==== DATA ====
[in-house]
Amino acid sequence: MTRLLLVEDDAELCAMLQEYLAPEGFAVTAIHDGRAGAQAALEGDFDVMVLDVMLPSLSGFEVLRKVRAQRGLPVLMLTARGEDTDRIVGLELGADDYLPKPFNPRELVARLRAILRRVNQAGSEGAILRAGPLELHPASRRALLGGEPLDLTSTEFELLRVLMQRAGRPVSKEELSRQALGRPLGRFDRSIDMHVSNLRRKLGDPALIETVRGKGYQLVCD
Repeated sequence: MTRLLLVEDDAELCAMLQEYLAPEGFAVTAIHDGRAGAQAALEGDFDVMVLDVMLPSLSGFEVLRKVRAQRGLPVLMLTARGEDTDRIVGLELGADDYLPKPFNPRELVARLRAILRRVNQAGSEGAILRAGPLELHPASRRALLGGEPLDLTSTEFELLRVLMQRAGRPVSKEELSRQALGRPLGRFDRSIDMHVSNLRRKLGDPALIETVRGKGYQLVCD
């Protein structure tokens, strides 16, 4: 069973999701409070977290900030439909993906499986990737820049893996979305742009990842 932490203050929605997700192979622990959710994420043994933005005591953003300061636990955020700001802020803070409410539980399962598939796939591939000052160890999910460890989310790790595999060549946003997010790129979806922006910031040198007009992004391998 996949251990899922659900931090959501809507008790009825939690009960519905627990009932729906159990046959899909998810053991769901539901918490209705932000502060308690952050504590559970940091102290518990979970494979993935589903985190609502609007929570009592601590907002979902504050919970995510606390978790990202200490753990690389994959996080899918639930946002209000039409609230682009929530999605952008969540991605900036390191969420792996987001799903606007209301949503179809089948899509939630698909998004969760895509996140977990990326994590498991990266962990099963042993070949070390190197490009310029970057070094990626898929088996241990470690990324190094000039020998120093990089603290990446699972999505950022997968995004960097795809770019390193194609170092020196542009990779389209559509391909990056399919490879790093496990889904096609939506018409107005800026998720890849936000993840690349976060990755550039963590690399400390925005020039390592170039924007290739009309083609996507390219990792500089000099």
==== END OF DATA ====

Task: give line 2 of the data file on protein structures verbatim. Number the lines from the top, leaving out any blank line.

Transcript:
Amino acid sequence: MTRLLLVEDDAELCAMLQEYLAPEGFAVTAIHDGRAGAQAALEGDFDVMVLDVMLPSLSGFEVLRKVRAQRGLPVLMLTARGEDTDRIVGLELGADDYLPKPFNPRELVARLRAILRRVNQAGSEGAILRAGPLELHPASRRALLGGEPLDLTSTEFELLRVLMQRAGRPVSKEELSRQALGRPLGRFDRSIDMHVSNLRRKLGDPALIETVRGKGYQLVCD